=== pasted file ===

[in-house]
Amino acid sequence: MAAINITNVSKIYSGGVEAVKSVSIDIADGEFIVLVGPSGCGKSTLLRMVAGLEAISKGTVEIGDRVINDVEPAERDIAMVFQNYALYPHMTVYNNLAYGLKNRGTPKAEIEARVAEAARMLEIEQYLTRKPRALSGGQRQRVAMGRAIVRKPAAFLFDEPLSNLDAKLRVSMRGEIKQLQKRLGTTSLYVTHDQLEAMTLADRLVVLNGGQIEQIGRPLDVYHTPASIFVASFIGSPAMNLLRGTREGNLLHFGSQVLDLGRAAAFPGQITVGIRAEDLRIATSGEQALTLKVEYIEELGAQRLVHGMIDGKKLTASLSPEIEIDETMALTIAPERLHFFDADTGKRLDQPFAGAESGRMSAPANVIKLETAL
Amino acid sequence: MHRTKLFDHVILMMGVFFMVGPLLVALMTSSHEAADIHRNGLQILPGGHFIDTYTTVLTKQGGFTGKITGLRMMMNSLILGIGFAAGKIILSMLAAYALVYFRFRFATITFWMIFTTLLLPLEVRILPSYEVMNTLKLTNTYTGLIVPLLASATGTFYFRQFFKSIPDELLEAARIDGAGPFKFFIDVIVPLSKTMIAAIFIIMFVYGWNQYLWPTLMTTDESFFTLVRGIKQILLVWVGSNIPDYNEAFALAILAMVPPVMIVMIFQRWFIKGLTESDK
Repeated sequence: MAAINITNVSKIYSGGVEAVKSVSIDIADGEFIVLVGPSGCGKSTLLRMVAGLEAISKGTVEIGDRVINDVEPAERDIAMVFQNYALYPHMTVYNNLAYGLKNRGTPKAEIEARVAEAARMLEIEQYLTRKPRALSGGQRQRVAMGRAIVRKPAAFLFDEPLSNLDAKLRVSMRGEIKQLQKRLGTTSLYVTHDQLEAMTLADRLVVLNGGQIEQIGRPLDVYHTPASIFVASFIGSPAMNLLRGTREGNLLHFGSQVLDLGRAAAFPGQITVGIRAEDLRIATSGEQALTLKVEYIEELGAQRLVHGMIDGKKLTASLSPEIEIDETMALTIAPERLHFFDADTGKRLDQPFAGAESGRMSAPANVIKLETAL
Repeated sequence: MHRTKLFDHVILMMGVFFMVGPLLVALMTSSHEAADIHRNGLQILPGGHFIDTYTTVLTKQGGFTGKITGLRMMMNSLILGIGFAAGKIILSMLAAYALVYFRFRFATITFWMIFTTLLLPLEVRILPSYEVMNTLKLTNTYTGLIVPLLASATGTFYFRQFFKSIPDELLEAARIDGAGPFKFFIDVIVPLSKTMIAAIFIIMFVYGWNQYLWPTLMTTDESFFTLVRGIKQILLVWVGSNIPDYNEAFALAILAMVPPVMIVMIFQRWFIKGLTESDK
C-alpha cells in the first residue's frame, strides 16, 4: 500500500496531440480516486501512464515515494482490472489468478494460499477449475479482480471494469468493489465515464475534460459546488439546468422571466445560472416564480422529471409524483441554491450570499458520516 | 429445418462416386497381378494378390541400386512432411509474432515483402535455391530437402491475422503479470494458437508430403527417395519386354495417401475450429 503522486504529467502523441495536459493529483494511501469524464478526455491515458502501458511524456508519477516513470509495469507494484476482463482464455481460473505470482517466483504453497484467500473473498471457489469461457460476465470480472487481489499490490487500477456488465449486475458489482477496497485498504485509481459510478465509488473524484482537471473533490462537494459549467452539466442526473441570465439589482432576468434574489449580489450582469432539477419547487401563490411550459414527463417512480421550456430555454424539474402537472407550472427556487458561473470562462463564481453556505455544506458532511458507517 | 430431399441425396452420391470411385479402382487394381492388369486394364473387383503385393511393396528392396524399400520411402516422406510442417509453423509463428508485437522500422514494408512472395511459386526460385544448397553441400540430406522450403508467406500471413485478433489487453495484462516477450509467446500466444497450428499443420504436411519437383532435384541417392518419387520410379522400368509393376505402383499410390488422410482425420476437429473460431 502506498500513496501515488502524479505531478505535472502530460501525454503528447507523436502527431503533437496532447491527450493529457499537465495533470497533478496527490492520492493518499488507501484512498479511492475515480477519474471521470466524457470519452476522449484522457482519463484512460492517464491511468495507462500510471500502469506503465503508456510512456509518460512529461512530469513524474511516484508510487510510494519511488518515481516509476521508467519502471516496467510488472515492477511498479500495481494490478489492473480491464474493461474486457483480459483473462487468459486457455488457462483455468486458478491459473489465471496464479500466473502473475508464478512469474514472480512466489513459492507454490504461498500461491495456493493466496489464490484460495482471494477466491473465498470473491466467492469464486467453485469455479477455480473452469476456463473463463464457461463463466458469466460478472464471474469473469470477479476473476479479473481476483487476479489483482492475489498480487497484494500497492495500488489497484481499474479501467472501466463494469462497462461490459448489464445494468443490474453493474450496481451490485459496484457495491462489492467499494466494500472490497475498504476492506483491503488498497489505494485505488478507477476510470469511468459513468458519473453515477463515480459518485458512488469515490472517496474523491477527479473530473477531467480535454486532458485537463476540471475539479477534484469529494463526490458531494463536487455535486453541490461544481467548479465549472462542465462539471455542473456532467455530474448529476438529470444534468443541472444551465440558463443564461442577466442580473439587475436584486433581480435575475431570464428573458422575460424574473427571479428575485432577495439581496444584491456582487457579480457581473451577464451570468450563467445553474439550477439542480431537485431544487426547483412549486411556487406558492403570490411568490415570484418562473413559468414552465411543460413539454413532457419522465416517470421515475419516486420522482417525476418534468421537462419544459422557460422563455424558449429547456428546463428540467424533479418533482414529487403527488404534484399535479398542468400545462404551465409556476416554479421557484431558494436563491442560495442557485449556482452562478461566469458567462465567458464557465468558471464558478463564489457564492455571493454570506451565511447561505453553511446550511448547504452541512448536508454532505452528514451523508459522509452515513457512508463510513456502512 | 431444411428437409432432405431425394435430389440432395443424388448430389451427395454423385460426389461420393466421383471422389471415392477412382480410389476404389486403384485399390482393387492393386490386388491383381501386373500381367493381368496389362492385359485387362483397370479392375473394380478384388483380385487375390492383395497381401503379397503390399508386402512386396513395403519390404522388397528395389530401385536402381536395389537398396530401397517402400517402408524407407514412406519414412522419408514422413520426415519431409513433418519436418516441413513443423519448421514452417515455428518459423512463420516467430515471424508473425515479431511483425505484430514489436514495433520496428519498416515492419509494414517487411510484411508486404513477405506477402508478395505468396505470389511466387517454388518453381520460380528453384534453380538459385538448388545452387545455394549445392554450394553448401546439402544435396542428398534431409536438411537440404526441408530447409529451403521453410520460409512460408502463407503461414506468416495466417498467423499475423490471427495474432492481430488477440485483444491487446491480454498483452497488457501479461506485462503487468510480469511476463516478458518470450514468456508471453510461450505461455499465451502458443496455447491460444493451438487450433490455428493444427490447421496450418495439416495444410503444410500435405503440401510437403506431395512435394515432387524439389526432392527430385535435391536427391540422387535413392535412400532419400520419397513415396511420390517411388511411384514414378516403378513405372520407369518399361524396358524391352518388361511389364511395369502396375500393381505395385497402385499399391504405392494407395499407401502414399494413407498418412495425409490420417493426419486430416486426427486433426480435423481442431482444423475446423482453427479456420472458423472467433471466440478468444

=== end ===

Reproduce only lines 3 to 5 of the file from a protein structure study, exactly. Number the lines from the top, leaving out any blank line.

Amino acid sequence: MHRTKLFDHVILMMGVFFMVGPLLVALMTSSHEAADIHRNGLQILPGGHFIDTYTTVLTKQGGFTGKITGLRMMMNSLILGIGFAAGKIILSMLAAYALVYFRFRFATITFWMIFTTLLLPLEVRILPSYEVMNTLKLTNTYTGLIVPLLASATGTFYFRQFFKSIPDELLEAARIDGAGPFKFFIDVIVPLSKTMIAAIFIIMFVYGWNQYLWPTLMTTDESFFTLVRGIKQILLVWVGSNIPDYNEAFALAILAMVPPVMIVMIFQRWFIKGLTESDK
Repeated sequence: MAAINITNVSKIYSGGVEAVKSVSIDIADGEFIVLVGPSGCGKSTLLRMVAGLEAISKGTVEIGDRVINDVEPAERDIAMVFQNYALYPHMTVYNNLAYGLKNRGTPKAEIEARVAEAARMLEIEQYLTRKPRALSGGQRQRVAMGRAIVRKPAAFLFDEPLSNLDAKLRVSMRGEIKQLQKRLGTTSLYVTHDQLEAMTLADRLVVLNGGQIEQIGRPLDVYHTPASIFVASFIGSPAMNLLRGTREGNLLHFGSQVLDLGRAAAFPGQITVGIRAEDLRIATSGEQALTLKVEYIEELGAQRLVHGMIDGKKLTASLSPEIEIDETMALTIAPERLHFFDADTGKRLDQPFAGAESGRMSAPANVIKLETAL
Repeated sequence: MHRTKLFDHVILMMGVFFMVGPLLVALMTSSHEAADIHRNGLQILPGGHFIDTYTTVLTKQGGFTGKITGLRMMMNSLILGIGFAAGKIILSMLAAYALVYFRFRFATITFWMIFTTLLLPLEVRILPSYEVMNTLKLTNTYTGLIVPLLASATGTFYFRQFFKSIPDELLEAARIDGAGPFKFFIDVIVPLSKTMIAAIFIIMFVYGWNQYLWPTLMTTDESFFTLVRGIKQILLVWVGSNIPDYNEAFALAILAMVPPVMIVMIFQRWFIKGLTESDK